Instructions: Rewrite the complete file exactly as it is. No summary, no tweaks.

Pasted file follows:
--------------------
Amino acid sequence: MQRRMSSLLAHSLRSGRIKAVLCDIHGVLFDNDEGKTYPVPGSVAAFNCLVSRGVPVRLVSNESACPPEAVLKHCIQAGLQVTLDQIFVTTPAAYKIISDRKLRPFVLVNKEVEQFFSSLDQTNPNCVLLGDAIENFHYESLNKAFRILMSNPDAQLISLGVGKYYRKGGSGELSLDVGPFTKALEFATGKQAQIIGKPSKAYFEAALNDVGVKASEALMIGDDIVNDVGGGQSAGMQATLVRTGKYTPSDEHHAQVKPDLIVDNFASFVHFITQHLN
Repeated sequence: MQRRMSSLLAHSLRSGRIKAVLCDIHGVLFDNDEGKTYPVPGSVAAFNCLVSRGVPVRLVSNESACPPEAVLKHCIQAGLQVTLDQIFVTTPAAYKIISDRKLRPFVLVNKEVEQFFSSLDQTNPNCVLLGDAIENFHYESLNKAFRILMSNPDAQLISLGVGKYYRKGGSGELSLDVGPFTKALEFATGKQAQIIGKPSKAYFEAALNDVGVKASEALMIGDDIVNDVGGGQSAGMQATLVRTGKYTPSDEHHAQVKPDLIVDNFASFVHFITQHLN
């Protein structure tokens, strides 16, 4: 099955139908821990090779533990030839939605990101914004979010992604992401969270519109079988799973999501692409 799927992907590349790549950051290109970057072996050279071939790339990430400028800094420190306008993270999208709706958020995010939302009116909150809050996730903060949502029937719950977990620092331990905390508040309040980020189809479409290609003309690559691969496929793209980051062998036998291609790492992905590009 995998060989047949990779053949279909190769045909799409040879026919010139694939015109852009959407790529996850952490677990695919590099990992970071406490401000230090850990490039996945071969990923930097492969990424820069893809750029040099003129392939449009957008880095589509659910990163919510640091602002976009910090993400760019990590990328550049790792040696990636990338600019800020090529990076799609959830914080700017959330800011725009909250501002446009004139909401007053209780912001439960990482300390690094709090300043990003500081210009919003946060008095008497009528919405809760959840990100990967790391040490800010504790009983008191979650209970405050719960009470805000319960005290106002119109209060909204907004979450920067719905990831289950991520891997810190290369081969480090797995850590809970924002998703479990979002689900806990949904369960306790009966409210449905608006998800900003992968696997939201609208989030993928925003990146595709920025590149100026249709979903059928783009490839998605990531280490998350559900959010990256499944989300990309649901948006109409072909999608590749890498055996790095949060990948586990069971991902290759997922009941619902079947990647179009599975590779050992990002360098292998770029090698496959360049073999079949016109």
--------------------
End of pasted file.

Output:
Amino acid sequence: MQRRMSSLLAHSLRSGRIKAVLCDIHGVLFDNDEGKTYPVPGSVAAFNCLVSRGVPVRLVSNESACPPEAVLKHCIQAGLQVTLDQIFVTTPAAYKIISDRKLRPFVLVNKEVEQFFSSLDQTNPNCVLLGDAIENFHYESLNKAFRILMSNPDAQLISLGVGKYYRKGGSGELSLDVGPFTKALEFATGKQAQIIGKPSKAYFEAALNDVGVKASEALMIGDDIVNDVGGGQSAGMQATLVRTGKYTPSDEHHAQVKPDLIVDNFASFVHFITQHLN
Repeated sequence: MQRRMSSLLAHSLRSGRIKAVLCDIHGVLFDNDEGKTYPVPGSVAAFNCLVSRGVPVRLVSNESACPPEAVLKHCIQAGLQVTLDQIFVTTPAAYKIISDRKLRPFVLVNKEVEQFFSSLDQTNPNCVLLGDAIENFHYESLNKAFRILMSNPDAQLISLGVGKYYRKGGSGELSLDVGPFTKALEFATGKQAQIIGKPSKAYFEAALNDVGVKASEALMIGDDIVNDVGGGQSAGMQATLVRTGKYTPSDEHHAQVKPDLIVDNFASFVHFITQHLN
């Protein structure tokens, strides 16, 4: 099955139908821990090779533990030839939605990101914004979010992604992401969270519109079988799973999501692409 799927992907590349790549950051290109970057072996050279071939790339990430400028800094420190306008993270999208709706958020995010939302009116909150809050996730903060949502029937719950977990620092331990905390508040309040980020189809479409290609003309690559691969496929793209980051062998036998291609790492992905590009 995998060989047949990779053949279909190769045909799409040879026919010139694939015109852009959407790529996850952490677990695919590099990992970071406490401000230090850990490039996945071969990923930097492969990424820069893809750029040099003129392939449009957008880095589509659910990163919510640091602002976009910090993400760019990590990328550049790792040696990636990338600019800020090529990076799609959830914080700017959330800011725009909250501002446009004139909401007053209780912001439960990482300390690094709090300043990003500081210009919003946060008095008497009528919405809760959840990100990967790391040490800010504790009983008191979650209970405050719960009470805000319960005290106002119109209060909204907004979450920067719905990831289950991520891997810190290369081969480090797995850590809970924002998703479990979002689900806990949904369960306790009966409210449905608006998800900003992968696997939201609208989030993928925003990146595709920025590149100026249709979903059928783009490839998605990531280490998350559900959010990256499944989300990309649901948006109409072909999608590749890498055996790095949060990948586990069971991902290759997922009941619902079947990647179009599975590779050992990002360098292998770029090698496959360049073999079949016109």